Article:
A 28-year-old male patient reported to the
Department of Periodontology with chief
complaint of a dull pain in right lower back
teeth for past 10 days.
Pain –dull gnawing persistent pain
aggravates with mastication.
Extraorally – no abnormality of lymph nodes
and TMJ detected
Intraorally Oral hygiene was fair
No soft tissue abnormality
Region of complaint- 46:
Bluish red localized inflammation of the gingiva with
exudate. Probing depth of 5mm buccally, 6mm
interdentally on mesial and 6mm on distal aspect.
Premature contacts were present wrt to 16 leading to
trauma from occlusion
Nabers probe was used to check for furcation involvement.
There was partial penetration of probe, did not pass through
Radiograph - radiolucency
involving the furcation wrt
46. Loss of mild crestal interdental bone mesially and
Widening of PDL space in the
inter-radicular region wrt 46.
Loss of lamina dura evident in
the roof of furcation –
Grade II furcation
Non surgical therapy ( scaling and root planing) was done
and patient was kept on maintenance for 1 month.
Occlusal correction done to correct trauma from
Patient recalled after I month for evaluation and treatment
Osseous defect debrided
Post op healing after 15 days
After 6 months
Radiographic picture after 6
50 year old female patient had reported to
the department of periodontology with the
chief complaint of deposits on teeth .
Patient was hypertensive , on medication.
Health check up was done one month
back and BP was 140/80.
Dental history- lower anterior teeth had been
extracted uneventfully 2 years back as
they were mobile and grossly decayed
On clinical examination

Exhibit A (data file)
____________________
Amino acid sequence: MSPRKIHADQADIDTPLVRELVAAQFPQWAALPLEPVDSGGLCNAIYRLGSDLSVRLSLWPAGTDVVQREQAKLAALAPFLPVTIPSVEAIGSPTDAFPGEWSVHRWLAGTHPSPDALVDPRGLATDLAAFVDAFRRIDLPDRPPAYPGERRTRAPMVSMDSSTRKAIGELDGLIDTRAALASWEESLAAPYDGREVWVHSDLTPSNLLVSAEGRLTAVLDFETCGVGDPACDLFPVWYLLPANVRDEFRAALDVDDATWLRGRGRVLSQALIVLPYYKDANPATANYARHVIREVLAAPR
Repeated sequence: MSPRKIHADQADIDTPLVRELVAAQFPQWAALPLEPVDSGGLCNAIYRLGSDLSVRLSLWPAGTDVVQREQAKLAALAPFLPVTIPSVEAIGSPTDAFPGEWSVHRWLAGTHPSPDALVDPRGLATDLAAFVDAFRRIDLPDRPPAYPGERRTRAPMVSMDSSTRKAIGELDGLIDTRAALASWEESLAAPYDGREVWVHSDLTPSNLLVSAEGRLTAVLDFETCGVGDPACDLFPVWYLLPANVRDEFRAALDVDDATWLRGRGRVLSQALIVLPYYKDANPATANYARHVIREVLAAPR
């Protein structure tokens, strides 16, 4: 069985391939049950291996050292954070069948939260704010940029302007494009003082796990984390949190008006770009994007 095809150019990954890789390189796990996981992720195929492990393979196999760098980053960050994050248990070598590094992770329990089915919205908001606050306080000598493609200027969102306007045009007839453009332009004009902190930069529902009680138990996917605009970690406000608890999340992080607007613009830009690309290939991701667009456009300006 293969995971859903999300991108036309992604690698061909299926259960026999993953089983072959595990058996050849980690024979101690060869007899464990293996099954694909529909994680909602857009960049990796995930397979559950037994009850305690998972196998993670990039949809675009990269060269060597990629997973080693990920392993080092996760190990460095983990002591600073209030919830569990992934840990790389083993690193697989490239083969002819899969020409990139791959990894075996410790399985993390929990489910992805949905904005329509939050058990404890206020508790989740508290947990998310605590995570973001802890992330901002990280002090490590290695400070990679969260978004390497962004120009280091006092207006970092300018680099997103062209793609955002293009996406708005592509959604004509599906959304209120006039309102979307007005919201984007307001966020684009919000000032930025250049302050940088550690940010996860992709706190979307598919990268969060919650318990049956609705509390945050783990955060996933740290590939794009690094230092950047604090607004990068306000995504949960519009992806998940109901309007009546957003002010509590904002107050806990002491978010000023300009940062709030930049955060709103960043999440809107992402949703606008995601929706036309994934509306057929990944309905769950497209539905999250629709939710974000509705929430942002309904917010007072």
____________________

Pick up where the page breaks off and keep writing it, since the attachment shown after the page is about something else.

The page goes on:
Extraorally – no abnormality of TMJ, lymph
Intraorallypoor oral hygeine
Generalized probing depth of more than 5mm
Grade I mobility in 36 associated with probing
depth of buccally 7mm, interdentally 9 mm
on distal and 7mm on mesial aspect.
Proximal caries on the mesial aspect.
36- Furcation involvement with nabers probe
– through and through involvement, not
Radiographically- loss of interdental bone
upto apical third wrt to distal root involving
On endodontic evaluation- Tooth was non
Chronic generalized periodontitis
Grade III for 36???
Non surgical periodontal therapy( scaling and
Root canal treatment for 36
Periodontal treatment for 36
Raising mucoperiosteal flap
Naber s probe – grade III
Placement of bone graft
A furcation is defined as the anatomic
area of a multirooted tooth where the
Furcation invasion refers to pathologic
resorption of bone within a furcation.
( American Academy of Periodontology, 2001)
GLICKMAN’S CLASSIFICATION 1953
• Incipient or early stage
• Soft-tissue lesion or pocket extending
into flute of furcation
• Suprabony pocket
• Inter-radicular bone intact or slight
• Radiographic evidence of bone loss
usually not there
• Pocket formation & loss of inter-
radicular bone of varying depths into
the furcation but not through and
• Portion of PDL and bone remain
• ‘ Cul de sac’ with a horizontal
• Partial penetration of probe ;